Review by Tulis McCall
25 Jan 2010
There are times when people say that a show was so dull that the event was like watching paint dry. This is not always fair to paint, one of whose jobs is to dry.
Which brings us to the production of The Picture of Dorian Gray. It is a valiant effort that fails mightily.
This is a story of passions. An artist , Basil Hallward (Leeif Huckman) meets a young man, Dorian Gray (Wil Petre) who poses for him and changes his life. His artwork is transformed by the portrait and he is infatuated with his new subject. When Dorian meets Henry Wotton (Vayu O’Donnell) and becomes student to Wotton’s view that life is only worth the beauty and sensual fulfillment a person can consume, he looks at his portrait as a reminder of what he will never have again and offers his soul in exchange for its eternal properties. His words are heard and the exchange is made.
This is a blatant attack on the social structure of England. Dorian’s new found guarantee of youth gives him the tools he needs to live a dark life in the back alleys of London and keep his own social image in the upper circles. He falls in love with an actor, Sybil Vane (Christine Broccolini) in a tiny theatre, but when she tries to give up acting for him, her image as a magician is shattered. Having no further use for her, Dorian kills her. When his long time supporter, Basil, questions his life style (which has been going on for 18 years) Dorian dispatches him as well. It is a tale of recklessness and disregard for humanity – traits exhibited by the Haves then and now.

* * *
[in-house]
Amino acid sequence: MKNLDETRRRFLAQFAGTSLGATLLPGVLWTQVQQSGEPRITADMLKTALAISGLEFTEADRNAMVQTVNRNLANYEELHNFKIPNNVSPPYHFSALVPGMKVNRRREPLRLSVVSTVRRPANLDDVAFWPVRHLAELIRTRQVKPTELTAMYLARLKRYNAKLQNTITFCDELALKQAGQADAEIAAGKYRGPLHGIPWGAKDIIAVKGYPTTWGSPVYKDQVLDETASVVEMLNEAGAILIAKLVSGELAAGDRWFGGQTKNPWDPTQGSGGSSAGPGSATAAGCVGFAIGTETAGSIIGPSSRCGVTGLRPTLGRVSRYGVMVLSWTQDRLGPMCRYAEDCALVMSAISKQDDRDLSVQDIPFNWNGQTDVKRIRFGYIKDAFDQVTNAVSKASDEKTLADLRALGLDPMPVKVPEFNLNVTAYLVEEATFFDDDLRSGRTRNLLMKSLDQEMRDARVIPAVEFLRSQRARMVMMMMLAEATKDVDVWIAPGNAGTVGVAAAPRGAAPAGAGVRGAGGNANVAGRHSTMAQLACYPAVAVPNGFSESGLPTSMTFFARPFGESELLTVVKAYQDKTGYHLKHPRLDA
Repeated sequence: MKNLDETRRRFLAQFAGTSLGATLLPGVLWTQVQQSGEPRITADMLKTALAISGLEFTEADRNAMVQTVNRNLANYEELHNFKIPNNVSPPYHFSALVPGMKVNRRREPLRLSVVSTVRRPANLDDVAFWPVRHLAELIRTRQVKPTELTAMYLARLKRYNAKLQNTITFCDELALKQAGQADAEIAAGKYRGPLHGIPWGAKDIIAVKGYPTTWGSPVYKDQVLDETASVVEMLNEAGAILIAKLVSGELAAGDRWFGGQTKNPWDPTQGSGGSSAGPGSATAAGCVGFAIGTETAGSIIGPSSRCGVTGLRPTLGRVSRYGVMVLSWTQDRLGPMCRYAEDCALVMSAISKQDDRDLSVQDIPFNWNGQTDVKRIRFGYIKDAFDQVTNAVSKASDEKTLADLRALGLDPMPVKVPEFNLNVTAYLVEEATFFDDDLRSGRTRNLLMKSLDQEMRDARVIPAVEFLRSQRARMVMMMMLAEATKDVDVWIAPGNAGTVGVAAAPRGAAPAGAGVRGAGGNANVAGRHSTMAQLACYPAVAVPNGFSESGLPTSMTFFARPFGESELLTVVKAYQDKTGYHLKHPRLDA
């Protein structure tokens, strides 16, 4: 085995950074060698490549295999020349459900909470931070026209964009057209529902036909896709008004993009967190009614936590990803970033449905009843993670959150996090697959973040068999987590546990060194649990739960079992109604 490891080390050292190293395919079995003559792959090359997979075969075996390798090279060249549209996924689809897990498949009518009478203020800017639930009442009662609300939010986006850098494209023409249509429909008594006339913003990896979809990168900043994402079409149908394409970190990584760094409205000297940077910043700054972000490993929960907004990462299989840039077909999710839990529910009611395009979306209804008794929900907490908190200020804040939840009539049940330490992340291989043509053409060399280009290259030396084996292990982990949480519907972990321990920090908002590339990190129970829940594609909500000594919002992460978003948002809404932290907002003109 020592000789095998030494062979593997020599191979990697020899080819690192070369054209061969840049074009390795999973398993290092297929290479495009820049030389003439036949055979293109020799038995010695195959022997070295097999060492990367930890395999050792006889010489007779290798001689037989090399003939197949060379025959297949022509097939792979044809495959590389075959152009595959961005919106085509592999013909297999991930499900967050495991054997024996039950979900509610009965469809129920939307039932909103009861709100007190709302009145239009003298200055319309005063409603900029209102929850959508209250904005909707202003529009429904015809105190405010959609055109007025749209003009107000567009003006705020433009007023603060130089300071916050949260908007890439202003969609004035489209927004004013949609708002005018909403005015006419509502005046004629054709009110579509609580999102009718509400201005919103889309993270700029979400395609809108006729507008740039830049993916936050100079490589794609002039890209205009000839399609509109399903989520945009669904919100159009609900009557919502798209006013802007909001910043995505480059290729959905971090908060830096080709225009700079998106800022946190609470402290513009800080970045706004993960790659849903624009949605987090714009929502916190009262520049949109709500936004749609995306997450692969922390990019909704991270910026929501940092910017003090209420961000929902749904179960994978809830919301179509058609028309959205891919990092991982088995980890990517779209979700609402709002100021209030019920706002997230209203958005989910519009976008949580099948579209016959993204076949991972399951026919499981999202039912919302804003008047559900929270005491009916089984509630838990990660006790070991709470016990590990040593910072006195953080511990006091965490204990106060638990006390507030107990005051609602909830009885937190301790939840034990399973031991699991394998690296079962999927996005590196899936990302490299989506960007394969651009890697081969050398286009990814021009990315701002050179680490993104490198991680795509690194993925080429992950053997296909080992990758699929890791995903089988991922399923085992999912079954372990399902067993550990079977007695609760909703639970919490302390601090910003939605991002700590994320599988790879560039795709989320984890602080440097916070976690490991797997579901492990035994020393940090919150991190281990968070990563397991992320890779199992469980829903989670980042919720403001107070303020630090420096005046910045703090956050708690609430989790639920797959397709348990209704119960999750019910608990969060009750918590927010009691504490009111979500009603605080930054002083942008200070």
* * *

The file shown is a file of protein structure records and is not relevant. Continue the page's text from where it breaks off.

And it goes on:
Instead of playing on this theme, this production tones the tale down to a stultifying tempo. There is barely a heartbeat here. One problem is the text that is neither engaging nor well constructed. Another is the casting. Mr. Petre is not up to the task of tackling a man on a mission of insane proportions who makes the journey last over 18 years. Many of the rest of the actors appeared uncertain both of lines and blocking, and Mr. Wotton should be given a lesson on how to use a walking stick. Ms. Broccolini rises above the fray for most of her time onstage, but there is not much of it. The staging is awkward, with the exception of the use of silhouettes, and takes place inside a boxing ring – why? As the characters surrounding Gray age, they apply hair graying liquid and grayish makeup. While they do this onstage with a modicum of fuss, a good shake sends the makeup flying. Not only is it distracting, it smacks of amateur theatre values. It would have been smarter to use older actors.
The result is an evening where everyone tries very hard but the air still escapes the theatre, along with this most fascinating story.
One bright spot was the producing end of this show. The house was packed with people and the program with ads. Producer Adam Blanshay is an enthusiastic theatre supporter. There are never enough of those. Better luck next time.